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Beyond The Sunscreen, The Dark Glasses And Bikini
Posted: Tuesday, June 7, 2005

A teenager disappears in paradise, and a writer sounds notes of caution.

By Linda E Edwards

If the young girl missing in Aruba for a week now, could scream across the distance from wherever she is, in body or just in spirit, what words of warning would she give to other young women, tourist women, taking trips to paradise on some sunny beach in the Caribbean or other exotic places?

She disappeared after leaving a nightclub with three people she had just met, the media reports. She disappeared after packing her suitcase, and leaving her passport at the ready. She disappeared from under the supervision of forty chaperones! She apparently told no one where she was going, and she never came back.

Some advice to future tourist women, from a fairly well traveled female, seems in order.

The illusion of paradise- friendly natives, crime free, idyllic places, pink sand, where the dollar goes further is sold to tourists in North America and Europe, and they buy it in the billions of dollars. Every now and then, a smiling native or two turn deadly, and all hell breaks loose, and tourists flee from there to other parts of paradise, until there is a blow-up there also.

Jamaica has suffered, St. Croix has suffered, Bali has suffered, Egypt's Sinai Peninsula has suffered and now, pretty Aruba.

There are two ugly undersides of tourism that people should pay attention to.

The first is the friendly native. Most people in other parts of the world are really friendlier than, say the average American or British. Most people, but in cultures where people are paid to smile, and be nice; some smiles are forced, and cover an ugly reality that may come out after dark. The poor who work in the tourism business are often immigrants from even poorer places, country places, or other islands; and they do not necessarily like the idle rich at all. To them, every tourist is the idle rich. The tourist exploits this reality in the hotels, dancing and flirting with native men in bright coloured shirts, and sometimes, the men exploit the lonely women they are encouraged by the hotel to dance and flirt with. This could get ugly later, as drinking and darkness progress.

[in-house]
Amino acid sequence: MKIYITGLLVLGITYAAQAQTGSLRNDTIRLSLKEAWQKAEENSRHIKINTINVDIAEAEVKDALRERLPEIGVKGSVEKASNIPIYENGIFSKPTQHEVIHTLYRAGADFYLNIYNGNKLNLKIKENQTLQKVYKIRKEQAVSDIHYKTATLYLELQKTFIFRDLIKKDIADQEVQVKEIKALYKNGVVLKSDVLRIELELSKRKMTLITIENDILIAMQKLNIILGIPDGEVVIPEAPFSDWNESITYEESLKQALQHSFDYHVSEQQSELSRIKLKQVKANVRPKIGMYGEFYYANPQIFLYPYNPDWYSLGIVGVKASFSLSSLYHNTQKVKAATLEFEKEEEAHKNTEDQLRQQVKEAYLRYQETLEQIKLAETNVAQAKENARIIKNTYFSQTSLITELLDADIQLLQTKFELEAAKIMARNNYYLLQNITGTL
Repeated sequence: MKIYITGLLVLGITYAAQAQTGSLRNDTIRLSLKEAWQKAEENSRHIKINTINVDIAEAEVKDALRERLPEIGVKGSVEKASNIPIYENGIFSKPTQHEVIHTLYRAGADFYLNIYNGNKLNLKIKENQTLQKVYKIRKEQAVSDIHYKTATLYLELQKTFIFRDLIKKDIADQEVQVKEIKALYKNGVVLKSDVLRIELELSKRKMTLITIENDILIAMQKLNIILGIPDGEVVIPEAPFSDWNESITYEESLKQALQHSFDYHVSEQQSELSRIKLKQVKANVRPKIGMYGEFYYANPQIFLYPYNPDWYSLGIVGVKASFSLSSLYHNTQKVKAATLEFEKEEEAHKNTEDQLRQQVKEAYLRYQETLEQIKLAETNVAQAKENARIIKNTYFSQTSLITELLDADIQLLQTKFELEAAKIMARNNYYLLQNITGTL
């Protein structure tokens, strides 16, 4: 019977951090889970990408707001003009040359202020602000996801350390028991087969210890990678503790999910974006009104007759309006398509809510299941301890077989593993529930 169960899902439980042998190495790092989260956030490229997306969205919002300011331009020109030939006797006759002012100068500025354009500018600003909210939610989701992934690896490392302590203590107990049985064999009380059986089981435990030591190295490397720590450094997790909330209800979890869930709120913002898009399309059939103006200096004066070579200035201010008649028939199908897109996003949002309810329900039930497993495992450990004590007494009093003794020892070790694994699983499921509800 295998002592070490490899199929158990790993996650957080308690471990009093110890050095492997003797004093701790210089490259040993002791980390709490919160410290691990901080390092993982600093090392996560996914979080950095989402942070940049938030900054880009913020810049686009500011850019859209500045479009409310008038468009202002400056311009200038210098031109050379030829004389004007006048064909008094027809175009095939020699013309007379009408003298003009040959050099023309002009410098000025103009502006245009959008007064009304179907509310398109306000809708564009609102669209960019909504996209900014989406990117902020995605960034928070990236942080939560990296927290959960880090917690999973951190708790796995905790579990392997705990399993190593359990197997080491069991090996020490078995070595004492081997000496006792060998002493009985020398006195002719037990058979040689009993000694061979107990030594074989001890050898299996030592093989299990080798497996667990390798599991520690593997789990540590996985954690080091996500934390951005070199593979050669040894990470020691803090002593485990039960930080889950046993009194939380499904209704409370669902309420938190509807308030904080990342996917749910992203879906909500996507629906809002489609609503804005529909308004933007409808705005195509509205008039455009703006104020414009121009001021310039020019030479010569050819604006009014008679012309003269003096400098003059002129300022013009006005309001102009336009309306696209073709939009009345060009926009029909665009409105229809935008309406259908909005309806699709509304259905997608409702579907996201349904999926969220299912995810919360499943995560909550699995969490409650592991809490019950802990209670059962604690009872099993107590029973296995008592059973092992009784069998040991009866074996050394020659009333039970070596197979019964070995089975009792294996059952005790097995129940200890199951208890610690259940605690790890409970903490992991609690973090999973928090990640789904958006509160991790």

The second is that where tourists go, drugs are present. They may ask for it, from people in bars, people in restaurants, taxi drivers- though there are few taxis as such on Aruba, it's a dune buggy kind of place; there are people with cars who know where to get stuff. Young people who evade their chaperones are indulging in risky behavior. Drugs and sex with strangers are very risky business that can get even uglier than flirting with the guys in the brightly coloured shirts.

Young girls, blonde girls, like the ones portrayed on all the foolish TV programs that people in Tourist land watch, like the young girl now missing, have to be particularly careful. You are away from home, from the normal confines of the societal expectations, of those who know your parents. You are trying to fulfill your fantasy vacation. The predators too, have fantasies of their own. You went away to cut loose a bit, but cutting loose of all forty chaperones, sneaking out after everyone is supposedly in their rooms, is the riskiest behaviour of all. No one knows you are gone. No one knows where you are gone to, with whom, or when you are coming back. These are the things that the parents who raised you to this point usually try to find out. It is in the interest of your safety to let someone know these things before you go anywhere. Chaperones are substitute parents. This is also good advice for businesswomen traveling alone to strange places.